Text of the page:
In Episode 9 of the Improve Photography Podcast, Jim and Dustin answer listener questions about using multiple camera bodies, and the big photography gift guide.
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Guide to Episode 9
Dustin and Jim wish all of the listeners of the podcast a very merry Christmas and thank you all for supporting Improve Photography.
[1:10] Plug of the Week: Dustin recommends using a branded USB for delivering photos to a client
Instead of giving your photography clients a CD for delivery of photos, Dustin recommends buying flash drives with your logo printed on them to deliver to your client. You can do something like this by purchasing premium flash drives from PremiumUSB.com (and we're not getting paid to recommend that site).
[4:40] Plug of the Week: Jim recommends the Lensrentals blog
Jim recommends the Lensrentals blog as a great place to find technical information and testing about lenses and cameras. The reason he likes this blog is that they are able to provide information about lenses that no one else can provide. Since each copy of a lens or camera is different, the best tests on this type of equipment involve multiple copies of the gear. Lensrentals is a fantastic source of info for this information.
[7:35] A listener who is going to travel the world next year asks Dustin and Jim what their favorite desert island lenses are
For Canon users with an unlimited budget who don't mind a heavy lens for a walk around lens, they recommend the Canon 28-300mm lens. As a less expensive and less heavy option for Canon shooters, the Canon 24-105 is an excellent option for everyday shooting. If the $1,000 24-105mm lens is too expensive for you, then your next best option would be the 24-135mm lens.
In the Nikon world, the best option for a walk around lens is the Nikon 28-300mm lens. It is very well built and surprisingly sharp given the large focal range of the camera. If the 28-300 is too expensive, you might consider something like the new Nikon 24-85mm lens (which is the kit lens for the full-frame Nikon D600).
[10:00] What are the best options for gear to protect your camera in the rain?
The best rain sleeve for your DSLR is probably the ThinkTank Photo rain sleeve, which costs about $130.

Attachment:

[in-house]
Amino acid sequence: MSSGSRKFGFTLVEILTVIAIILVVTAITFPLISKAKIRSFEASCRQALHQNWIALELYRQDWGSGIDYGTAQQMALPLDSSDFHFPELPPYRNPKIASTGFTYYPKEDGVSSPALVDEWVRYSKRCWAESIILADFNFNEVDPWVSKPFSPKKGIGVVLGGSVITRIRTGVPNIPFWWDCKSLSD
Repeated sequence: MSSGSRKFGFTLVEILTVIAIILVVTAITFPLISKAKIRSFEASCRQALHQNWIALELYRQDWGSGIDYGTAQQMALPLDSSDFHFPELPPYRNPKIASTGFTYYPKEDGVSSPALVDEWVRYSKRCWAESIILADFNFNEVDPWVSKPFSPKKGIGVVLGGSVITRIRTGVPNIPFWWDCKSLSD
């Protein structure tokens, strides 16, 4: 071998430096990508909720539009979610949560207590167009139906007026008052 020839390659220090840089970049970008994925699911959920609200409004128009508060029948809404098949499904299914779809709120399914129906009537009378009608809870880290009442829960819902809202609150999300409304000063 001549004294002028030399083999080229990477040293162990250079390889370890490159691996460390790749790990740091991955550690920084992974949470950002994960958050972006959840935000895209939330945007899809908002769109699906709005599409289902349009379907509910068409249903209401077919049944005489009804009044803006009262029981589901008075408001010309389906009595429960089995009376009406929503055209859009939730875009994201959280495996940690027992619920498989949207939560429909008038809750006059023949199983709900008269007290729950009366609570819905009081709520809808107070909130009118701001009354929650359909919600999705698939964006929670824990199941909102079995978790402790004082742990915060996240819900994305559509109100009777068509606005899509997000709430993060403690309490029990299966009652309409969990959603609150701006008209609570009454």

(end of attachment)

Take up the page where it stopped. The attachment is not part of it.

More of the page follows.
If you're looking for a less expensive option that is still quite well built, Jim recommends the Opteka rain sleeve for about $20.
If you're looking for something even cheaper, then OP/TECH makes a one time use rain sleeve for your DSLR that only costs $6.
[13:40] A listener from Australia asks (rather hilariously) whether Jim and Dustin recommend using one camera for action situations, or to go with two bodies
Jim says that there are definitely times when two bodies can be essential, like when shooting sports; however, he and Dustin agree that carrying a second body with a different lens at a wedding can be a pain in the neck.
Dustin points out that if you want to have a second body, be sure to get a camera that is as easy to change settings as your primary camera. If you are used to shooting an expensive camera with dedicated buttons to do certain functions, you won't want an entry level DSLR that requires you to get into the menu to make those same changes.
[18:05] Will depth of field change by physically moving back from the subject?
Jim gives a lengthy explanation to this question, but it basically boils down to the fact that physically scooting back won't impact the depth of field as long as the size of the subject does not change in the sensor. So, if you scoot back but then zoom in to the same cropping, there will be no scientific difference; however, zooming in can make an impact in the perceived depth of field because the zoom will enlarge the background and make any blur on that background more pronounced.
[24:00] Should I use a JPEG or TIFF for printing?
Jim says he can't tell the difference between a print that comes from a JPEG and a print that comes from a TIFF, so don't worry so much about the file type. He said that he is currently doing a head-to-head test of the online print labs and will publish results in the next few weeks.
[29:00] The Improve Photography Holiday Gift Guide
Dustin and Jim spent well over $20,000 on gear this year to equip their studio. While they are happy with many of the purchases they made and have enjoyed working with the gear, they say that no specific gear has made them better photographers or has enabled them to capture a picture that they otherwise could not have created. So, instead of talking about specific gear items for their holiday gift guide, they recommend “gifts” of knowledge you can gain this next year by learning photography.
Jim recommends making a bucket list of 20 places in your city where you want to shoot.
Dustin recommends creating a photo portfolio so you can show your work to other people.
Jim recommends Pixoto.com where you can get feedback on how your work stacks up against other photographers.
Jim recommends joining a camera club so you can get feedback on your photography.
Dustin and Jim also mention that if you like learning about photography online, that one way to improve your photography this year is to take an online photography class.
Dustin also recommends participating in our upcoming Photoshop competition (to be announced in January) to learn more about post-processing this year.
[32:00] Prizes for reviews!
Whoops! Jim was a total spaceball and forgot to announce the winner. He will announce the winner on the next podcast.
Merry Christmas! And a sincere thank you to all of you who have been so kind to support us this year.